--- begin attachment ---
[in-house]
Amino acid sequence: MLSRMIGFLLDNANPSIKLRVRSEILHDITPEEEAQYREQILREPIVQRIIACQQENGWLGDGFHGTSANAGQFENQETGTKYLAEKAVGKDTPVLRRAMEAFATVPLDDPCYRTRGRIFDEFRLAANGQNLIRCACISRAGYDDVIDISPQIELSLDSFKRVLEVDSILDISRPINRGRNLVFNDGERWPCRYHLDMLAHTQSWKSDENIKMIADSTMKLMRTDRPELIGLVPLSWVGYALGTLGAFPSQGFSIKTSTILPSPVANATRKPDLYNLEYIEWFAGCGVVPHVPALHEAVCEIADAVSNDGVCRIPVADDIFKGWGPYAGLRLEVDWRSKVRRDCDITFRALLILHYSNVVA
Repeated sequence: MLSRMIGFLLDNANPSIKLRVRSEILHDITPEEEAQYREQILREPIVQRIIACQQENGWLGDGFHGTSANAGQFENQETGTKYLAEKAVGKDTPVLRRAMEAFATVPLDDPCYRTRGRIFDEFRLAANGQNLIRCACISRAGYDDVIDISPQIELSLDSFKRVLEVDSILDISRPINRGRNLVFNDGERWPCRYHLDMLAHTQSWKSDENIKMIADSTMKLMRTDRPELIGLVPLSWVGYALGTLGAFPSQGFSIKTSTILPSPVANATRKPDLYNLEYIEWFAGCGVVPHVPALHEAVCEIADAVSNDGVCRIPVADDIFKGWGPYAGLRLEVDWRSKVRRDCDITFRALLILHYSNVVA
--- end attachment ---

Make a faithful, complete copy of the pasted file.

[in-house]
Amino acid sequence: MLSRMIGFLLDNANPSIKLRVRSEILHDITPEEEAQYREQILREPIVQRIIACQQENGWLGDGFHGTSANAGQFENQETGTKYLAEKAVGKDTPVLRRAMEAFATVPLDDPCYRTRGRIFDEFRLAANGQNLIRCACISRAGYDDVIDISPQIELSLDSFKRVLEVDSILDISRPINRGRNLVFNDGERWPCRYHLDMLAHTQSWKSDENIKMIADSTMKLMRTDRPELIGLVPLSWVGYALGTLGAFPSQGFSIKTSTILPSPVANATRKPDLYNLEYIEWFAGCGVVPHVPALHEAVCEIADAVSNDGVCRIPVADDIFKGWGPYAGLRLEVDWRSKVRRDCDITFRALLILHYSNVVA
Repeated sequence: MLSRMIGFLLDNANPSIKLRVRSEILHDITPEEEAQYREQILREPIVQRIIACQQENGWLGDGFHGTSANAGQFENQETGTKYLAEKAVGKDTPVLRRAMEAFATVPLDDPCYRTRGRIFDEFRLAANGQNLIRCACISRAGYDDVIDISPQIELSLDSFKRVLEVDSILDISRPINRGRNLVFNDGERWPCRYHLDMLAHTQSWKSDENIKMIADSTMKLMRTDRPELIGLVPLSWVGYALGTLGAFPSQGFSIKTSTILPSPVANATRKPDLYNLEYIEWFAGCGVVPHVPALHEAVCEIADAVSNDGVCRIPVADDIFKGWGPYAGLRLEVDWRSKVRRDCDITFRALLILHYSNVVA